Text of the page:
October, the month of Halloween celebrations and the birthstones, opal and tourmaline. This week, we explore the history of these exceptional gems to find out what makes them such special stones.
An opal is like a network of twinkling stars, the way you see them depends on their background. Encompassing the colours of all precious stones, the opal is said to hold the red of ruby, the yellow of topaz, the blue of sapphire and the purple of amethyst.
Sir Walter Scott wrote a novel in 1829 called Anne of Geierstein which starred an opal. In the tale, holy water is sprinkled onto an opal worn by Lady Hermione, an enchanted princess. The following morning, the only thing left of Lady Hermione was that glistening gemstone amongst a pile of ash. This story stormed the jewellery market, with superstitions opals would bring terrible misfortune to all who wore them. Soon opal sales plummeted, it was a dire time to be in the opal trade.
Ironically, it was the discovery of a black opal in 1877 which turned the market around. The Black Opal from Lightening Ridge, to be precise.
This was the game changer. The news of the discovery made itself all the way to White Cliffs, it gained a reputation for itself as being very special. A man called Charlie Nettleton followed the rumours and walked 700 kilometres to the Ridge to see the wonder for himself. Just to put that distance into perspective, Scotland is 614 kilometres from London. A year later Charlie voyaged the 700 kilometres again to push the opal market, the efforts in his journey has since made him a famous mining legend as he developed the industry.
The superstition was soon cast aside as a carelessly read, make-believe story and the opal returned to the market. It’s quite a fitting history of the gem as the opal is said to hold the virtues of all gems. It’s been through a lot because it has contracted good and bad, to become the master of transformation.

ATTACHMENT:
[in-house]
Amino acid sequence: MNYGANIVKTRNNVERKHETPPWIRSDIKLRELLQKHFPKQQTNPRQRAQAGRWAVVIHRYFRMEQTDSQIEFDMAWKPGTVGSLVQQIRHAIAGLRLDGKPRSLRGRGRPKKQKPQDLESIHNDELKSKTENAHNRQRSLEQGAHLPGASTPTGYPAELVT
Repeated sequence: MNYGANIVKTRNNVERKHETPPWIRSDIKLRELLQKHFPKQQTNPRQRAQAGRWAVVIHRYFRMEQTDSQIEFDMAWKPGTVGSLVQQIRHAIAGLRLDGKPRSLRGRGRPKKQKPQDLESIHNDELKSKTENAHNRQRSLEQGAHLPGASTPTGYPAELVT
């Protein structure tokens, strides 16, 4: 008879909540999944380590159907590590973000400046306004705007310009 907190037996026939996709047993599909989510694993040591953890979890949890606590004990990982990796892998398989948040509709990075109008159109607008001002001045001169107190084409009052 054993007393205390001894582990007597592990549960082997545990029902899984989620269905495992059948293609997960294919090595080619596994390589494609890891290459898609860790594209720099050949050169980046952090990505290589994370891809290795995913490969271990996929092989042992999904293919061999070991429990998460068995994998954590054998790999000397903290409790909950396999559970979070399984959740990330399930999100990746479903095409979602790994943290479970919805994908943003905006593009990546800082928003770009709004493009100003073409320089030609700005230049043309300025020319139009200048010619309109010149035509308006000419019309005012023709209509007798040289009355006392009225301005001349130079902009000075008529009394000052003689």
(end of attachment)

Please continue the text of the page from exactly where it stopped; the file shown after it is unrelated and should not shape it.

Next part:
A true chameleon, this gem is totally unique in how it shifts colour, taking you through the sky and sea. There are many theatrical stories laced in the stone, the Gemological Institute of America described it as looking like:
“Fireworks. Jellyfish. Galaxies. Lightning”
Now it carries itself as a magical symbol of hope and truth, so all you October babies can be proud of your Opal roots, wear it with glee! And if that isn’t enough, we’ve got a story to share. Guess who loved the gem? Elvis Presley! Both on and off stage, Elvis wore a whopping 14ct opal ring as it had a special meaning. So the King of Rock’N’Roll himself was a fan.
90-95% of the world’s opals come from Australia, the small share left can be found in Brazil, Mexico and Western America. Opals are softer than most gems, they score 5.5/6 on the Mohs scale. The Mohs scale is a rating system that tests gemstones on their durability. Most people recommend wearing opals in earrings and brooches because they will encounter less wear. However, the gem is astoundingly beautiful in a ring, so don’t let the others put you off! As long as you find an opal in a bezel, you’ll be dandy. We took a picture of some of our favourite opal pieces from our stores, see it below.
A stone with many species, Tourmaline is the stone of colour variety. We won’t list them all, but basically you can find this gem in all colours of the rainbow. One wonderful variety of this gem is the Watermelon tourmaline. It coined this name for resembling the flesh of the fruit’s colours. The GIA is a resource we refer to often, they have a detail article all about tourmaline quality factors.
Tourmaline is mined all over the world. Australia is the world’s primary source for the gem, but it can be found across America, Brazil, Mexico. The October birthstone scores 7 – 7.5 on the handy Mohs scale making it favourable, wearable and durable jewellery.
We’ve seen some astounding opals and tourmalines in our time, 121 years of trading, you can bet your bottom dollar we’ve seen something that looks like it’s dropped from the sky. You can browse our tourmaline collections to see our new arrivals, there’s something different every day.
What makes these stones different is colour. Opals have a unique combination of colour (think of it like that network of stars) and tourmalines come in many varieties of colours. Opals, one of a kind. Tourmalines, options for everyone.
At EST1897 we have our own network of stars. If you have your heart set on a piece, you can let one of our stores know. Then the stores/stars branch out to each other spreading the word you are looking for something special. Before you know it, we’ve lit the sky up searching and you’re not alone walking 700 kilometres like ol’ Charlie trying to find his gem.